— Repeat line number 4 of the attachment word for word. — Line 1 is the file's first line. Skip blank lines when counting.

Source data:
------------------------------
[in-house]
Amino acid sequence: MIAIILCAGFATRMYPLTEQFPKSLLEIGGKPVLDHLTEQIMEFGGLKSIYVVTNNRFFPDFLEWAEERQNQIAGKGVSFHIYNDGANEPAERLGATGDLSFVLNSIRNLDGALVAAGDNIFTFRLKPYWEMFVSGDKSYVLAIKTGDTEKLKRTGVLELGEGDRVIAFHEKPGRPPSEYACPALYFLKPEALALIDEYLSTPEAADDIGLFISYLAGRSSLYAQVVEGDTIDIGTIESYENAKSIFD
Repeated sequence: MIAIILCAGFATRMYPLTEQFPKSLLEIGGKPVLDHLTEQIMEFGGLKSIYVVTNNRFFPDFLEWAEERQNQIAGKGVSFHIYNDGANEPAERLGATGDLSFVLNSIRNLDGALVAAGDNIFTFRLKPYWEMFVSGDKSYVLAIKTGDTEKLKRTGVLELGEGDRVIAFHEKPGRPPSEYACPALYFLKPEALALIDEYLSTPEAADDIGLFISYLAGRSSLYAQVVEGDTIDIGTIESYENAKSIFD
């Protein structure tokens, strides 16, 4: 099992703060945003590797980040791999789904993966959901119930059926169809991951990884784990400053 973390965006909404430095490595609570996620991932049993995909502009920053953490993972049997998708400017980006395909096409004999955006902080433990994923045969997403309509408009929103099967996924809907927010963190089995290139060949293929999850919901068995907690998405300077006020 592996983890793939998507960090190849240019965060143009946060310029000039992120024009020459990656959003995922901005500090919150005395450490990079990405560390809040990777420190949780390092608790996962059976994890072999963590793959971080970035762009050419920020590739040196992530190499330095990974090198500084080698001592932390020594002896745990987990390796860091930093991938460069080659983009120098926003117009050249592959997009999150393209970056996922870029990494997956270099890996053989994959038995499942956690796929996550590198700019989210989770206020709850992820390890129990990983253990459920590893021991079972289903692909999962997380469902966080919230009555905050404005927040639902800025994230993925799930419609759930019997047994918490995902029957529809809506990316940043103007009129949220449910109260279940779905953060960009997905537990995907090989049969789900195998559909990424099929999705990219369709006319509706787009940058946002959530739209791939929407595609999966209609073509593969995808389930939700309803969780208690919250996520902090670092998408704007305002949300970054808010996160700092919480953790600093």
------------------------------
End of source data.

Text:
């Protein structure tokens, strides 16, 4: 099992703060945003590797980040791999789904993966959901119930059926169809991951990884784990400053 973390965006909404430095490595609570996620991932049993995909502009920053953490993972049997998708400017980006395909096409004999955006902080433990994923045969997403309509408009929103099967996924809907927010963190089995290139060949293929999850919901068995907690998405300077006020 592996983890793939998507960090190849240019965060143009946060310029000039992120024009020459990656959003995922901005500090919150005395450490990079990405560390809040990777420190949780390092608790996962059976994890072999963590793959971080970035762009050419920020590739040196992530190499330095990974090198500084080698001592932390020594002896745990987990390796860091930093991938460069080659983009120098926003117009050249592959997009999150393209970056996922870029990494997956270099890996053989994959038995499942956690796929996550590198700019989210989770206020709850992820390890129990990983253990459920590893021991079972289903692909999962997380469902966080919230009555905050404005927040639902800025994230993925799930419609759930019997047994918490995902029957529809809506990316940043103007009129949220449910109260279940779905953060960009997905537990995907090989049969789900195998559909990424099929999705990219369709006319509706787009940058946002959530739209791939929407595609999966209609073509593969995808389930939700309803969780208690919250996520902090670092998408704007305002949300970054808010996160700092919480953790600093």